What then, should we take from this to look at Middle-Earth?
Gondor at the end of the third age is a semi-constitutional monarchy where nobles have some input on the government.
A Númenórean King was monarch, with the power of unquestioned decision in debate; but he governed the realm with the frame of ancient law, of which he was administrator (and interpreter) but not the maker. In all debatable matters of importance domestic, or external, however, even Denethor had a Council, and at least listened to what the Lords of the Fiefs and the Captains of the Forces had to say.
The actual capacity of the state to do things is curious. I think the easiest way to examine Gondorian state capacity, given we don’t have revenue figures, is to look at how Gondor sources and pays its military. One the one hand, the army appears to operate largely on the basis of feudal obligation. While certain “companies” do appear throughout the text, this seems to be to used to denote a separate small professional core distinct from the average soldier. Furthermore, assuming Tolkien is deliberate in his use of “knight”, we receive pretty direct evidence of this (knights being a very feudal title).
This seems to put the kingdom of Gondor’s administrative and fiscal resources somewhere above a standard feudal kingdom given its ability to direct manpower and maintain standing forces but below a sophisticated early modern or ancient army. Gondorian administrative capacity more generally is again an open question. Clearly it can raise sufficient funds to maintain a beacon warning system and several capital intensive fortifications, but the question of the states overall revenue raising and expenditure ability is questionable.
I think this makes sense given Gondor’s historical position. The state has not regularly been forced into wars that require the development of a bureaucracy for survival. The northern splinter kingdoms were much smaller states individually than Gondor and the large armies from Angmar and Mordor are a recent phenomenon rather than an ever-present historical phenomenon that Gondor would have adapted to.
A side effect of this is that Gondor does seem very medieval in how it treats property. Rights to land and rule seem to be culturally treated as if they translate generationally and appear difficult to alienate or transfer. Obviously, the lack of bureaucrats (I would note once again, how much the lore masters of Minas Tirith suck at literally their only job) suggests patents are not an option. More generally, the weakness of the Gondorian state leaves any merchant class open to large amounts of predation by bandits and local lords.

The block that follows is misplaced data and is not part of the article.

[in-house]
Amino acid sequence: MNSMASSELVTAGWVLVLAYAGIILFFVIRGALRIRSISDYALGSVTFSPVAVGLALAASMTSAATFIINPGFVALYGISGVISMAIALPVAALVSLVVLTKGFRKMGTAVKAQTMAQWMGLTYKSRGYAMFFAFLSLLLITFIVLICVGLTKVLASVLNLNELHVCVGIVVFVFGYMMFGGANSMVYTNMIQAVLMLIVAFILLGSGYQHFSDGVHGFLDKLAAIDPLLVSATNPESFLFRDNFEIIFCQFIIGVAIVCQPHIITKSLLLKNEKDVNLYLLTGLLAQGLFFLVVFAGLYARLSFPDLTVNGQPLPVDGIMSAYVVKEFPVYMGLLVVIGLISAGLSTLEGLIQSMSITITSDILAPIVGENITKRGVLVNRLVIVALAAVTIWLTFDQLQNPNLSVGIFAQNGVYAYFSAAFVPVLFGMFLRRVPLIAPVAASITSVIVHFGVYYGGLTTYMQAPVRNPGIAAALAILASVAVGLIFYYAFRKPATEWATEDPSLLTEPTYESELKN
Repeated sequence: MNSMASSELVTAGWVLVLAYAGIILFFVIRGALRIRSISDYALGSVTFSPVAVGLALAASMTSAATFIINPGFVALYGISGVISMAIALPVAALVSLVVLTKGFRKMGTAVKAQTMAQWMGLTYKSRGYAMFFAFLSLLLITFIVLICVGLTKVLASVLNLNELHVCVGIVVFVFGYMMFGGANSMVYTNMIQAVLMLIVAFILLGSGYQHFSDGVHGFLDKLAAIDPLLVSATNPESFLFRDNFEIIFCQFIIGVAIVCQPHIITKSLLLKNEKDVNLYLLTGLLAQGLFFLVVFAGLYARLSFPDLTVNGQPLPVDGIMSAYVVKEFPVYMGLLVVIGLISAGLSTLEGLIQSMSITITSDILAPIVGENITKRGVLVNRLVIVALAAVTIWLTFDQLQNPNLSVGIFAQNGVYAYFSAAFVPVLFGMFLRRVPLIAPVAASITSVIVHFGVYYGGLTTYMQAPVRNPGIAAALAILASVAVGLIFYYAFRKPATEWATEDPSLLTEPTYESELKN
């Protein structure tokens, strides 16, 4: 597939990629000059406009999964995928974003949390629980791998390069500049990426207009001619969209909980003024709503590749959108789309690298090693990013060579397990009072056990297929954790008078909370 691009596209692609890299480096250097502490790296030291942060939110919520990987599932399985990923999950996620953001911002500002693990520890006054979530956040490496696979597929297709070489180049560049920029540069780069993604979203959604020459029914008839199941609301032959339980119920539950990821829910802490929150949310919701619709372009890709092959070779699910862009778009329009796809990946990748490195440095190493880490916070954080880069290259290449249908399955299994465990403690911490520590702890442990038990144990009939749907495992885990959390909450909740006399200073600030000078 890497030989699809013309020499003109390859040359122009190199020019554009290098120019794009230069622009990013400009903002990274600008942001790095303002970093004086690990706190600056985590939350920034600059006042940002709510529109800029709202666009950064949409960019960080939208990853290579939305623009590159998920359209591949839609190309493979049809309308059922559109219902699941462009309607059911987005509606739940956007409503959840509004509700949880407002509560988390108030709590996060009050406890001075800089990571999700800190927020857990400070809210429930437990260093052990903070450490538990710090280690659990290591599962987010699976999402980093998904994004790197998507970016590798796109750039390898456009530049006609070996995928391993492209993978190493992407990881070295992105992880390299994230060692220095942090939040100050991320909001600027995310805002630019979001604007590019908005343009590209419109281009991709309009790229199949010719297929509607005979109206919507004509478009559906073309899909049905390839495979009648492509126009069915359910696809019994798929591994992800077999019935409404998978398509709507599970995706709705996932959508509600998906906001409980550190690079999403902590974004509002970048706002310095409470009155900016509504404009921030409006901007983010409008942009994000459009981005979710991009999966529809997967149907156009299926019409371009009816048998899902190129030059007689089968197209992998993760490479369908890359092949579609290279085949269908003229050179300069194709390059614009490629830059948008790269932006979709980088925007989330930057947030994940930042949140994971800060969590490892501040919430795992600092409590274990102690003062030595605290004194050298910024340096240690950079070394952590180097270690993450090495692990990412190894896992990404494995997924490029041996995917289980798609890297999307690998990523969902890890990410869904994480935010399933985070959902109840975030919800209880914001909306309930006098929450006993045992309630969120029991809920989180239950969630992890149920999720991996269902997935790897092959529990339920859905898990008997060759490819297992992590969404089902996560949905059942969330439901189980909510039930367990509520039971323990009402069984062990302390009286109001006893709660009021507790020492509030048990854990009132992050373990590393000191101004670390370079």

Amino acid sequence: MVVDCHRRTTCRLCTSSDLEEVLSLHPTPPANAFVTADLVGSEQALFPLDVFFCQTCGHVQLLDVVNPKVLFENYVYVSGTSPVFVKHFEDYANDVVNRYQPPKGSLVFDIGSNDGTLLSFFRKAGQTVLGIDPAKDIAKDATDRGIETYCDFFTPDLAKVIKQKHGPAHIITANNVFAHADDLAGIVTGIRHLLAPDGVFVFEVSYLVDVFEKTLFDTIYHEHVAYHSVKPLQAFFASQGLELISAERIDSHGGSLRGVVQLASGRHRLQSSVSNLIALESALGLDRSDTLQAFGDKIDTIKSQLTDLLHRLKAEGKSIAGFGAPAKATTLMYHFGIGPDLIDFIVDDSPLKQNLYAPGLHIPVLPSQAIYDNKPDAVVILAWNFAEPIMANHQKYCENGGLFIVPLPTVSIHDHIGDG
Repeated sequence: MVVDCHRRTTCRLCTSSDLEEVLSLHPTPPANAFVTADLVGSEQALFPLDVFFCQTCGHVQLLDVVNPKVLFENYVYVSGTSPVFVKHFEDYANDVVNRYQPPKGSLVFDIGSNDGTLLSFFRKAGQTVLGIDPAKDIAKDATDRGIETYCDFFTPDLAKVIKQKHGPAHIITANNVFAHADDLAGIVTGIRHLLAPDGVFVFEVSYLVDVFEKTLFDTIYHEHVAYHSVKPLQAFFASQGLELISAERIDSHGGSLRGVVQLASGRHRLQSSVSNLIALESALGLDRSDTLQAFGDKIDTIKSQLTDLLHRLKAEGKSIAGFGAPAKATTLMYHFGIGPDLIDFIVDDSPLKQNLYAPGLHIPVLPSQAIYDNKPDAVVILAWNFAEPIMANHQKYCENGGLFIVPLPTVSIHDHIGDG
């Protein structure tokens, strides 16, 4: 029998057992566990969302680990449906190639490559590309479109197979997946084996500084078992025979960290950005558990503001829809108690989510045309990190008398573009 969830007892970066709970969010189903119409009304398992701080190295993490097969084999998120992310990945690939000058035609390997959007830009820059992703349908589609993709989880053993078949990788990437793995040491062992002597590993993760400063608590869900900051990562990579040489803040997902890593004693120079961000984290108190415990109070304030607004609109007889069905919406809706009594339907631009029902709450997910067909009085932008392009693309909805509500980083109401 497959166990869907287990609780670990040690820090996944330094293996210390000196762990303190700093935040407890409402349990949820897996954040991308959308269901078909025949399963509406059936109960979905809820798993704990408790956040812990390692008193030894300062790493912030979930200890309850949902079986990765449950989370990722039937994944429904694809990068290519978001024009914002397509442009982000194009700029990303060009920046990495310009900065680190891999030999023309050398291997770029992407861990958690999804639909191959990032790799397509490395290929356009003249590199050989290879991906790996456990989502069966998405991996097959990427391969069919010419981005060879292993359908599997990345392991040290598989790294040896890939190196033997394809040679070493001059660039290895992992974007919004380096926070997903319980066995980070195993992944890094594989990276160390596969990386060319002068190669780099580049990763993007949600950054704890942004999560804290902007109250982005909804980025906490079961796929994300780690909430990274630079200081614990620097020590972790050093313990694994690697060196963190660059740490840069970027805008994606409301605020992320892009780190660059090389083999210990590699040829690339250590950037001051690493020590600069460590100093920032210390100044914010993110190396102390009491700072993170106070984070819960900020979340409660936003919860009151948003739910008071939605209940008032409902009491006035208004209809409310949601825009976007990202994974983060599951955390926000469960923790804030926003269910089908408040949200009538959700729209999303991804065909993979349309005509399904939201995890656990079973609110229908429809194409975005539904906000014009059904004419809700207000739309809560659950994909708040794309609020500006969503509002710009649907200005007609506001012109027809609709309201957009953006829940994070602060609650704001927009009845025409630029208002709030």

Mordor, of course, seems to possess an enormous amount of state capacity, what with it being an authoritarian nation-state ruled by a magical dark lord for two and half millennia and all.However, this emerges in practice as control over large amounts of manpower (Uruk-power?) rather than any sophisticated financial system or deep bureaucracy. While the Witch King seems to be a relatively competent commander, the fact that Sauron’s government is basically run by 9 malevolent shadows who couldn’t manage to find and capture a, lets be honest, basically incompetent hobbit living in a famous house named after himself for like 50 years because they didn’t even know the entire country of the shire existed, does not speak well to the organizational capacity of the Mordorian state.
In fact, these Sauron having access to slavishly loyal troops and Mordor’s state power being somewhat low almost seem related. The relative ease with which Sauron can command the forces of darkness means he doesn’t have any need to develop sophisticated systems of taxation or state power. In fact, Mordor’s capacity outside of troop mustering is so weak that they’ve outsourced a good 40% of homeland security to an independent contractor (who happens to be a giant spider).
Mordor, I think, makes a bit less sense than Gondor. There aren’t any local lords or notables to oppose Sauron constructing a much more organized state than he has and Mordor definitely would benefit from like, an accountant or two.
Plausibly Sauron is too much of control freak to delegate? If your grand design is to assert your personal will over the universe to bring order to it, it would be a bit inconsistent to have a personal assistant who like, handles your schedule.
IV. Return of the Bling
Another place institutions intersect with growth, and the last I’m covering in this post, is in finance. We’ve covered this briefly when we discussed how England was able to raise more money after placing constraints on the sovereign, but it is worth covering in more depth.
Finance, generally, can be thought of as doing two things. First, it is a technology that allows people to transform risk. If I loan out my 10 dollars in the hopes that I get paid back with interest later, then, effectively, I have paid 10 dollars in exchange for some probability of receiving 10+X dollars back at some point in time. The ability to make these sorts of transformations is utility enhancing by itself. Different people have different preferences over risk, and being able to trade risk is useful. For the most obvious example of this, consider health insurance.